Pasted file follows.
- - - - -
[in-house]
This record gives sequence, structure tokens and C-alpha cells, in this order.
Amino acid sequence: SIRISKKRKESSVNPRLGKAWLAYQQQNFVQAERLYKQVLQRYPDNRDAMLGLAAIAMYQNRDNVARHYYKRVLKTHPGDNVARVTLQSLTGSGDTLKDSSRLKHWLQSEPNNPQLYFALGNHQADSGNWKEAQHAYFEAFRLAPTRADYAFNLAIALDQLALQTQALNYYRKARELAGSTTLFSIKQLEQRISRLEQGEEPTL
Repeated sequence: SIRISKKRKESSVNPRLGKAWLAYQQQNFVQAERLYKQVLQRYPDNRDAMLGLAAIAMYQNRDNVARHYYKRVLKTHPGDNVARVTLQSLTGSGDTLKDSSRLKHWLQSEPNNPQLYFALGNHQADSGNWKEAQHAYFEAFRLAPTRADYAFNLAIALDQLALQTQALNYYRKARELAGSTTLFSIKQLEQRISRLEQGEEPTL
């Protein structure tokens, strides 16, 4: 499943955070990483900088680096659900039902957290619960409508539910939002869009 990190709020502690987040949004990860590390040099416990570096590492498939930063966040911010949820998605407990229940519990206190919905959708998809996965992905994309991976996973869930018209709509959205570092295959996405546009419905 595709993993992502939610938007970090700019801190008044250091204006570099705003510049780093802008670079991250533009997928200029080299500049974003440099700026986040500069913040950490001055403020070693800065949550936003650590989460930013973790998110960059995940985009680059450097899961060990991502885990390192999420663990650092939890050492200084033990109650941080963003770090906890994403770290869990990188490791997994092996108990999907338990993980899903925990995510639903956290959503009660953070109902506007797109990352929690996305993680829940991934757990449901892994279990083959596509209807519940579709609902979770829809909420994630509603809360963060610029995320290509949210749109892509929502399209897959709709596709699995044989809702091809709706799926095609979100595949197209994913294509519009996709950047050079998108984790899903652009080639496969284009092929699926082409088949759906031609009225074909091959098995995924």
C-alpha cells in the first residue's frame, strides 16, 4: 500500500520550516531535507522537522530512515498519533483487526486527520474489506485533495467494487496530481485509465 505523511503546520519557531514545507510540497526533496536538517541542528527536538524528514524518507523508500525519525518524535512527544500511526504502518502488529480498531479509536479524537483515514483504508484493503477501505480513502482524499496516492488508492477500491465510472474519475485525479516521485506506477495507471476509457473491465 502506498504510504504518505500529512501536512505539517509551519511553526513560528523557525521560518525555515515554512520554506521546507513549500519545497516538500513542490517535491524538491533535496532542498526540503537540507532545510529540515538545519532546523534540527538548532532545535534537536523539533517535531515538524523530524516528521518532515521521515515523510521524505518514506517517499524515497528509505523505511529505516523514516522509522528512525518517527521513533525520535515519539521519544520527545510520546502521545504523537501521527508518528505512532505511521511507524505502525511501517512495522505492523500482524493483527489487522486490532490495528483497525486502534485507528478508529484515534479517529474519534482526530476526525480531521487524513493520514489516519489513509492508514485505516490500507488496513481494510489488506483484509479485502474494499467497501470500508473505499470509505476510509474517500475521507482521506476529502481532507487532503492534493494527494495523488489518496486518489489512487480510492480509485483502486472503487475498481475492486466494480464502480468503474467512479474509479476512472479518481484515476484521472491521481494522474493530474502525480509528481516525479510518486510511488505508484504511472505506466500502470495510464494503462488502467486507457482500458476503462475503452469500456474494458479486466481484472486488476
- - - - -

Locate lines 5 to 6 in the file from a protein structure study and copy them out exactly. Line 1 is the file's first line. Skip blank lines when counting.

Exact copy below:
């Protein structure tokens, strides 16, 4: 499943955070990483900088680096659900039902957290619960409508539910939002869009 990190709020502690987040949004990860590390040099416990570096590492498939930063966040911010949820998605407990229940519990206190919905959708998809996965992905994309991976996973869930018209709509959205570092295959996405546009419905 595709993993992502939610938007970090700019801190008044250091204006570099705003510049780093802008670079991250533009997928200029080299500049974003440099700026986040500069913040950490001055403020070693800065949550936003650590989460930013973790998110960059995940985009680059450097899961060990991502885990390192999420663990650092939890050492200084033990109650941080963003770090906890994403770290869990990188490791997994092996108990999907338990993980899903925990995510639903956290959503009660953070109902506007797109990352929690996305993680829940991934757990449901892994279990083959596509209807519940579709609902979770829809909420994630509603809360963060610029995320290509949210749109892509929502399209897959709709596709699995044989809702091809709706799926095609979100595949197209994913294509519009996709950047050079998108984790899903652009080639496969284009092929699926082409088949759906031609009225074909091959098995995924």
C-alpha cells in the first residue's frame, strides 16, 4: 500500500520550516531535507522537522530512515498519533483487526486527520474489506485533495467494487496530481485509465 505523511503546520519557531514545507510540497526533496536538517541542528527536538524528514524518507523508500525519525518524535512527544500511526504502518502488529480498531479509536479524537483515514483504508484493503477501505480513502482524499496516492488508492477500491465510472474519475485525479516521485506506477495507471476509457473491465 502506498504510504504518505500529512501536512505539517509551519511553526513560528523557525521560518525555515515554512520554506521546507513549500519545497516538500513542490517535491524538491533535496532542498526540503537540507532545510529540515538545519532546523534540527538548532532545535534537536523539533517535531515538524523530524516528521518532515521521515515523510521524505518514506517517499524515497528509505523505511529505516523514516522509522528512525518517527521513533525520535515519539521519544520527545510520546502521545504523537501521527508518528505512532505511521511507524505502525511501517512495522505492523500482524493483527489487522486490532490495528483497525486502534485507528478508529484515534479517529474519534482526530476526525480531521487524513493520514489516519489513509492508514485505516490500507488496513481494510489488506483484509479485502474494499467497501470500508473505499470509505476510509474517500475521507482521506476529502481532507487532503492534493494527494495523488489518496486518489489512487480510492480509485483502486472503487475498481475492486466494480464502480468503474467512479474509479476512472479518481484515476484521472491521481494522474493530474502525480509528481516525479510518486510511488505508484504511472505506466500502470495510464494503462488502467486507457482500458476503462475503452469500456474494458479486466481484472486488476